In the study by Kumar et al., the soles were the most frequent site of onset in 12.8% of children after the legs and scalp, whereas Morris et al. reported plantar involvement in only 4%. Our study reported a much higher plantar involvement in 30.77% of the cases with childhood psoriasis. Higher incidence of plantar involvement in Indian children is suggested to be due to the habit of walking barefoot and often wearing open sandals which lead to koebnerization and thereby manifestation of the disease.
| Conclusion|| |
Childhood psoriasis was found to be more common in females than males unlike the adult-onset form. More frequent involvement of soles was reported in childhood psoriasis in our study similar to other parts of India, but unlike other parts of the world. Chronic plaque type was the most common type in childhood psoriasis. Furthermore, pediatric patients had significantly more involvement of the trunk, face, and groin than did adult patients, thus indicating that the practitioners must keep a high level of suspicion for psoriasis while encountering rashes in these locations in children. Long-term clinico epidemiological studies are required for better understanding of childhood psoriasis and to note the differences in clinical findings from the adult-onset form, as well as to know better about the geographical and genetic influences in the manifestation of the disease in children.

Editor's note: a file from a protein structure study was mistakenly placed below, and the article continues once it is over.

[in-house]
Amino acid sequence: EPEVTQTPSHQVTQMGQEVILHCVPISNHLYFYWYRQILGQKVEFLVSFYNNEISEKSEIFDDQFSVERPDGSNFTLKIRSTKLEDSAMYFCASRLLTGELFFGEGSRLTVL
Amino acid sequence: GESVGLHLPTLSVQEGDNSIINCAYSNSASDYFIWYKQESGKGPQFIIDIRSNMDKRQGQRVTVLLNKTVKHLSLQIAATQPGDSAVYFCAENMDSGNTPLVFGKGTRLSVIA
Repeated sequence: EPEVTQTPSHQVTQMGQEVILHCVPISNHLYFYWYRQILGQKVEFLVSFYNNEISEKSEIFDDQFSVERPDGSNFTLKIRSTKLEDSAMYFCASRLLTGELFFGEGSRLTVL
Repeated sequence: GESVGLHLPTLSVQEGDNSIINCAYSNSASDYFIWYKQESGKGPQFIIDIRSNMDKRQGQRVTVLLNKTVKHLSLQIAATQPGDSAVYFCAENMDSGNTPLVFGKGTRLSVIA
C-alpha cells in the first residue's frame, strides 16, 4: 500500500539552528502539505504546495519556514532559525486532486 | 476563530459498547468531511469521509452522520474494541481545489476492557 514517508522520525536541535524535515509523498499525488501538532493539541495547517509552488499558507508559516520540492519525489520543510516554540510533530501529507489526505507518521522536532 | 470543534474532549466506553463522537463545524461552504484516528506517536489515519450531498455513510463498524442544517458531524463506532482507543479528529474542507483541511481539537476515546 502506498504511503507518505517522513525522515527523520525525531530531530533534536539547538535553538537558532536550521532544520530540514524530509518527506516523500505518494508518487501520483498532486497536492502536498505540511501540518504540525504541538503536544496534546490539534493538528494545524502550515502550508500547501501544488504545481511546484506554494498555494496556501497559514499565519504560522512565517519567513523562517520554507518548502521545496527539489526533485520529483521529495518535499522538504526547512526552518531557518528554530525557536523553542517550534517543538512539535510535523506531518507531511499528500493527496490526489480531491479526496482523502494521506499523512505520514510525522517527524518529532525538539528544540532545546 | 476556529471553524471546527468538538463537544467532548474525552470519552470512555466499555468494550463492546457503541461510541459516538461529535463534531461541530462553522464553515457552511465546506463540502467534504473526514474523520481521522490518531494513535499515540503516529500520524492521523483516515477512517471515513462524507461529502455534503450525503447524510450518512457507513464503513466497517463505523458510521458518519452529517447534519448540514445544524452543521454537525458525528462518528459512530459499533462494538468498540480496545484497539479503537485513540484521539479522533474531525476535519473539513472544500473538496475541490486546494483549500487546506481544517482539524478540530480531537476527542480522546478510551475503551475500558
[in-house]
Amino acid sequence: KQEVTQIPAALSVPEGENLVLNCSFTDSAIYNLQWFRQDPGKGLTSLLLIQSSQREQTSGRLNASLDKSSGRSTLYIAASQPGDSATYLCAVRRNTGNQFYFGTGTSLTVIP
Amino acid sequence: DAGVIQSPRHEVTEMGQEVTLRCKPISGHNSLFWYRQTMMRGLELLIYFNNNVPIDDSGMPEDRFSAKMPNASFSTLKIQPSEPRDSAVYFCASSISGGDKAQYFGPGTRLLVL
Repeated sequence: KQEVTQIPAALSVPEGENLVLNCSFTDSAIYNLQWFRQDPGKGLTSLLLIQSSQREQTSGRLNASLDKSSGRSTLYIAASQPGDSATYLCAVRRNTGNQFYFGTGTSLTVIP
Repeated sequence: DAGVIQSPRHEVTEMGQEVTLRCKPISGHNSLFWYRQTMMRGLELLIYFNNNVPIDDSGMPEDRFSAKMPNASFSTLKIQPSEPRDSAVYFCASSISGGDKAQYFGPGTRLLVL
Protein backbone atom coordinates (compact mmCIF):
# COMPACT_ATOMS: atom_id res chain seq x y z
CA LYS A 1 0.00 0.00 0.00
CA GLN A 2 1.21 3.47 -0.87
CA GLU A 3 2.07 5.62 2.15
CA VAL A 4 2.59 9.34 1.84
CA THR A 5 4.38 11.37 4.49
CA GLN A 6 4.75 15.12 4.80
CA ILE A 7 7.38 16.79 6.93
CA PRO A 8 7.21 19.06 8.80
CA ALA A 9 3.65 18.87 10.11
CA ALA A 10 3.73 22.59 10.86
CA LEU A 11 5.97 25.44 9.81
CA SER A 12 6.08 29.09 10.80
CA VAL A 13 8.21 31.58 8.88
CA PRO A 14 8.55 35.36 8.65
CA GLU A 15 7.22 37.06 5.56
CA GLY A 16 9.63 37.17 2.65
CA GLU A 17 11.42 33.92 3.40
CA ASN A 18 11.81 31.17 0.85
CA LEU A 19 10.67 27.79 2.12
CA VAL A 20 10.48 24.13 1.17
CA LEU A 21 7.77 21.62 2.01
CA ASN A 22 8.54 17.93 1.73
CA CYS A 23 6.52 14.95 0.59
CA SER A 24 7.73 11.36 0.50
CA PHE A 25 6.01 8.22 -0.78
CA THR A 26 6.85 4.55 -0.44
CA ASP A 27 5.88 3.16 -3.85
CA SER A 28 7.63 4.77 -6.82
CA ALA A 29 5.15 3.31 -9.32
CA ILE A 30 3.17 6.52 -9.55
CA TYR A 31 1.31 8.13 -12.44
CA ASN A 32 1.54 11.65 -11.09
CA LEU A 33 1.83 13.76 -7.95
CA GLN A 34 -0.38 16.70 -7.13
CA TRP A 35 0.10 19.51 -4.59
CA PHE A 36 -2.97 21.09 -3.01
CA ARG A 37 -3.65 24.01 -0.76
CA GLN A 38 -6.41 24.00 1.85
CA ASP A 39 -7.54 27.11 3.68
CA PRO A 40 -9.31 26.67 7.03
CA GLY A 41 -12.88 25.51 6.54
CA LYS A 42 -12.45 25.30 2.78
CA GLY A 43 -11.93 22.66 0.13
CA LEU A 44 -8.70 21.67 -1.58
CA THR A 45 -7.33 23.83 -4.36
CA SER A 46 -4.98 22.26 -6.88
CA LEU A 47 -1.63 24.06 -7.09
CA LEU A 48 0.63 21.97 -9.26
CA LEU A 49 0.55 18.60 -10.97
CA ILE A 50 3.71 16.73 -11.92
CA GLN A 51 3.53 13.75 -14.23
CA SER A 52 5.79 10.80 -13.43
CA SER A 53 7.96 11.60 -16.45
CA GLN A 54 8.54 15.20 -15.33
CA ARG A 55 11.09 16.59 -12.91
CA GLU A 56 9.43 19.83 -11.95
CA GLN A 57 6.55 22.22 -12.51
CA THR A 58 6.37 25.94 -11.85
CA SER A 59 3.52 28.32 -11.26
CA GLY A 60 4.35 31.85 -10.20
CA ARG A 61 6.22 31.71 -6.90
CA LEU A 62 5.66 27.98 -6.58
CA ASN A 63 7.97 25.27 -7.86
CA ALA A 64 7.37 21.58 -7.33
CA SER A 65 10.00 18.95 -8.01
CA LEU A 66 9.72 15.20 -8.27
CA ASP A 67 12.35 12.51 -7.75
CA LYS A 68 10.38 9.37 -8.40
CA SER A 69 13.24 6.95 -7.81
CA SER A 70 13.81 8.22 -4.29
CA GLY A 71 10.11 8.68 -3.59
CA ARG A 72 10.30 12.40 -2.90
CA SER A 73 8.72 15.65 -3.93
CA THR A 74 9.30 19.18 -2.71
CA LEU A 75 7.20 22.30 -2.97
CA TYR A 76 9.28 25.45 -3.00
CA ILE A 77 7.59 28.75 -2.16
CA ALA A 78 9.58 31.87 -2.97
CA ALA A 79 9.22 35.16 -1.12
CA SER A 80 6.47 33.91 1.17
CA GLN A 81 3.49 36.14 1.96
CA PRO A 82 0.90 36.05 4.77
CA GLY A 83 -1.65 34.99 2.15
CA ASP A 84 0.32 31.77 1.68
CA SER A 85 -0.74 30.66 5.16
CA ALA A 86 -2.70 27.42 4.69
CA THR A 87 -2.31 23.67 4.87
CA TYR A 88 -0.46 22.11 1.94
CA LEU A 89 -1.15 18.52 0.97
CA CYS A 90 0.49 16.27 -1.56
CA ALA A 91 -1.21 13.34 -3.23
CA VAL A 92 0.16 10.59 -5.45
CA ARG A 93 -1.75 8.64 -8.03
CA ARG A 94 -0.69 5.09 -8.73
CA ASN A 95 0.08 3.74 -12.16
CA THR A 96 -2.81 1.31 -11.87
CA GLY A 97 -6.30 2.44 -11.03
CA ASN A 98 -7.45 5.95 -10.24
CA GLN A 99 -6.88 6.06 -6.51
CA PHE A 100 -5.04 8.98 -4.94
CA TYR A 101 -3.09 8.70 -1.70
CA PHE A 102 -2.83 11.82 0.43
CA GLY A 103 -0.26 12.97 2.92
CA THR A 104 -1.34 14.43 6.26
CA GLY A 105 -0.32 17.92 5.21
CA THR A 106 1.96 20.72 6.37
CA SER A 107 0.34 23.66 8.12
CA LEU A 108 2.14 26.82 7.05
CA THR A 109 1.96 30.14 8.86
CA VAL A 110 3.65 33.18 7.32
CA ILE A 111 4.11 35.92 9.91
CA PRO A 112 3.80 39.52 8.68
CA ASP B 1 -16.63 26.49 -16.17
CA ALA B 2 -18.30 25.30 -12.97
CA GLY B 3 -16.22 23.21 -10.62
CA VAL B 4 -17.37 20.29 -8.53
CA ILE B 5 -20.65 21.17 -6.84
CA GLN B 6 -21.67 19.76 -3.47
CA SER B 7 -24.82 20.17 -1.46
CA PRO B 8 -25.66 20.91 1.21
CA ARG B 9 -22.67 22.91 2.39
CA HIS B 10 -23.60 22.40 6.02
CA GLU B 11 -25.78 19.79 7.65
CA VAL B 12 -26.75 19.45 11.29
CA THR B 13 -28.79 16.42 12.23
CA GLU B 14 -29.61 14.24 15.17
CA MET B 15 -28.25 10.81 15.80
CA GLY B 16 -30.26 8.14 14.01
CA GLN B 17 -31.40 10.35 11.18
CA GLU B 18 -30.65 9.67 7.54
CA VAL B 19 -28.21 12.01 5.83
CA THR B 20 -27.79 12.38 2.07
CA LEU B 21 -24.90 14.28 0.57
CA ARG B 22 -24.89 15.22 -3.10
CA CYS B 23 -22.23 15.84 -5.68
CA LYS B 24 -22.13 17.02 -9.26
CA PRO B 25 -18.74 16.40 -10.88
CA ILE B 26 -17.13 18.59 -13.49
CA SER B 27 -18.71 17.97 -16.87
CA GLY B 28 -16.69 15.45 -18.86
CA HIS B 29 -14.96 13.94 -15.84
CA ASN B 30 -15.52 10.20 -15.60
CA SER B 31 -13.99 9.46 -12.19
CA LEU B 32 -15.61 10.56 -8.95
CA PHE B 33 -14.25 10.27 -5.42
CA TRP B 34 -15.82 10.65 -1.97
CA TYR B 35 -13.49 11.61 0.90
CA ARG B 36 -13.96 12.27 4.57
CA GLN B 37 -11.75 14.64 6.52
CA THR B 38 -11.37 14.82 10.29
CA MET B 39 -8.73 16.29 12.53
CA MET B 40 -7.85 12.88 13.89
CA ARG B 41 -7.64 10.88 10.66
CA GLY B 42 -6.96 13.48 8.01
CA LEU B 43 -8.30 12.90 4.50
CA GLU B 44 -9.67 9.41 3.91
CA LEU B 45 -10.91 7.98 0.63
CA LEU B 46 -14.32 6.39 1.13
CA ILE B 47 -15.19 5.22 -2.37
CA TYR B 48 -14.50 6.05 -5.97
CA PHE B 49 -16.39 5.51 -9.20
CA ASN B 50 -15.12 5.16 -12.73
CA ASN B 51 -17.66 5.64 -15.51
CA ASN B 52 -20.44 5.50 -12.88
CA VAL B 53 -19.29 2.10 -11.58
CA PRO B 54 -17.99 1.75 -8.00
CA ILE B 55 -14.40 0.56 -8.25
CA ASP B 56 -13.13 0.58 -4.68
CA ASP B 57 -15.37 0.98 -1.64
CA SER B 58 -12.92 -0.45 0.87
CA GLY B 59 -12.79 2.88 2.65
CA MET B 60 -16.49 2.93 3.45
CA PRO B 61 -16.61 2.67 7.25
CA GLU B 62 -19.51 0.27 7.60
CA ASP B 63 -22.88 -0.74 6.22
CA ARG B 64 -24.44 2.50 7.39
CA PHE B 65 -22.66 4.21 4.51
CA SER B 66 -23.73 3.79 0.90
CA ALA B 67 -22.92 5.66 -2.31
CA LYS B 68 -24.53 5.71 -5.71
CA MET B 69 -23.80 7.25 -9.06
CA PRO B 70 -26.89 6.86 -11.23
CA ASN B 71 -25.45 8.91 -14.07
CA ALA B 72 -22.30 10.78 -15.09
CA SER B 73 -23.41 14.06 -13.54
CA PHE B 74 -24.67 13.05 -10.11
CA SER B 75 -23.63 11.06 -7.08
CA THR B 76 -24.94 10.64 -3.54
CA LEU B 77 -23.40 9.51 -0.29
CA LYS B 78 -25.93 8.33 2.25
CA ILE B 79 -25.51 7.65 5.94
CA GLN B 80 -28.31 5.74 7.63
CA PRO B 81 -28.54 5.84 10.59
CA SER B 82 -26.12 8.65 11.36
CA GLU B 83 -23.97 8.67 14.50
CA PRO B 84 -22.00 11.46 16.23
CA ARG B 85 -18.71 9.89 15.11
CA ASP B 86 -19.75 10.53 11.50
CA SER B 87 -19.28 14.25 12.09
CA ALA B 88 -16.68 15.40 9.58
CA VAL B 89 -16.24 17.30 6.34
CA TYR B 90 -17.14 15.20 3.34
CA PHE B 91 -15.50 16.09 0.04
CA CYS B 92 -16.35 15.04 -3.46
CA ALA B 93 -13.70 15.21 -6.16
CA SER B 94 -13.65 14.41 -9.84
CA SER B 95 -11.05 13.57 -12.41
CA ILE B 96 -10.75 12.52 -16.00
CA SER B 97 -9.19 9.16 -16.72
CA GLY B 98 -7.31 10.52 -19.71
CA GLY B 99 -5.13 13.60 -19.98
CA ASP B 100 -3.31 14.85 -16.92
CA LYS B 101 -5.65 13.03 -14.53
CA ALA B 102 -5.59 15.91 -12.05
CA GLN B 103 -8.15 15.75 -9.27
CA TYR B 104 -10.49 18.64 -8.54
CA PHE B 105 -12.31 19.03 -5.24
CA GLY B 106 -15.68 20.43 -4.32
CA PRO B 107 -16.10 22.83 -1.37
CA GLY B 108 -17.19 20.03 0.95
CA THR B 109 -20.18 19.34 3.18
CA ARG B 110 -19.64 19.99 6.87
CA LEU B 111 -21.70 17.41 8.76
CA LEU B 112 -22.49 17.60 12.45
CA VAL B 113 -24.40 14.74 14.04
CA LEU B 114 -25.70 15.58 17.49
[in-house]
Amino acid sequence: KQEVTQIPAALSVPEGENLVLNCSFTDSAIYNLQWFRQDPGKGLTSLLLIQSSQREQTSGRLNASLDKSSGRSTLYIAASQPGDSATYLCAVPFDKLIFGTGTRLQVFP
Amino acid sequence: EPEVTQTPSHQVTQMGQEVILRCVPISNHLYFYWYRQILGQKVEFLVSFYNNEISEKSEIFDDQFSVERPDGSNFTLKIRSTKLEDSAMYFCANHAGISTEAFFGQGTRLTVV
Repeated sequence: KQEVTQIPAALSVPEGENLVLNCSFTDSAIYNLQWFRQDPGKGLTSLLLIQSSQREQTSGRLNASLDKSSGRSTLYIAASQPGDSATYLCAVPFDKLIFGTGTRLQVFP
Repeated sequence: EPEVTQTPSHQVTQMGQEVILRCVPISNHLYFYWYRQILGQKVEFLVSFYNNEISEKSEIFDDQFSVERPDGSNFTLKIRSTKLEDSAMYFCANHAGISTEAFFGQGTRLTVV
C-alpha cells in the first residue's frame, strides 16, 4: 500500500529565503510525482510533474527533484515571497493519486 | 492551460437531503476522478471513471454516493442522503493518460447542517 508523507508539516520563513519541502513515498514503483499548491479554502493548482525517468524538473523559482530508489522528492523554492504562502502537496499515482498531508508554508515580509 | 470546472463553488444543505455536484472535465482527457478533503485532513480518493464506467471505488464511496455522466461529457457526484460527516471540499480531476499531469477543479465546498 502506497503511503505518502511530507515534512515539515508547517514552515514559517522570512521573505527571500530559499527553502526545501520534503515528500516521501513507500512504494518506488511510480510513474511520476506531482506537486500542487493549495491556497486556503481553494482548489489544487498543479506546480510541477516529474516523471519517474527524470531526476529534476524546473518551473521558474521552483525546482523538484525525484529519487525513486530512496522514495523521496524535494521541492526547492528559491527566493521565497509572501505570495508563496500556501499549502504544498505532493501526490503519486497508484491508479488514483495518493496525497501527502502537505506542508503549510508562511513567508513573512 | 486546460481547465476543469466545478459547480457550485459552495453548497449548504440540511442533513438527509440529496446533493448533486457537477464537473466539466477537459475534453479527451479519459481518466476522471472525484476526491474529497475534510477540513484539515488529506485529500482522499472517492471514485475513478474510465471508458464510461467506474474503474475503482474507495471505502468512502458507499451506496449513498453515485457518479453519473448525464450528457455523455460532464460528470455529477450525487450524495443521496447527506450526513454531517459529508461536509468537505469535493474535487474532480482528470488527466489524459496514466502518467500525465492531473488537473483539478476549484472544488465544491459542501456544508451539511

Declaration of patient consent
The authors certify that they have obtained all appropriate patient consent forms. In the form the patient(s) has/have given his/her/their consent for his/her/their images and other clinical information to be reported in the journal. The patients understand that their names and initials will not be published and due efforts will be made to conceal their identity, but anonymity cannot be guaranteed.
Financial support and sponsorship
Conflicts of interest
There are no conflicts of interest.
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[Figure 1], [Figure 2], [Figure 3]
[Table 1], [Table 2], [Table 3], [Table 4], [Table 5], [Table 6]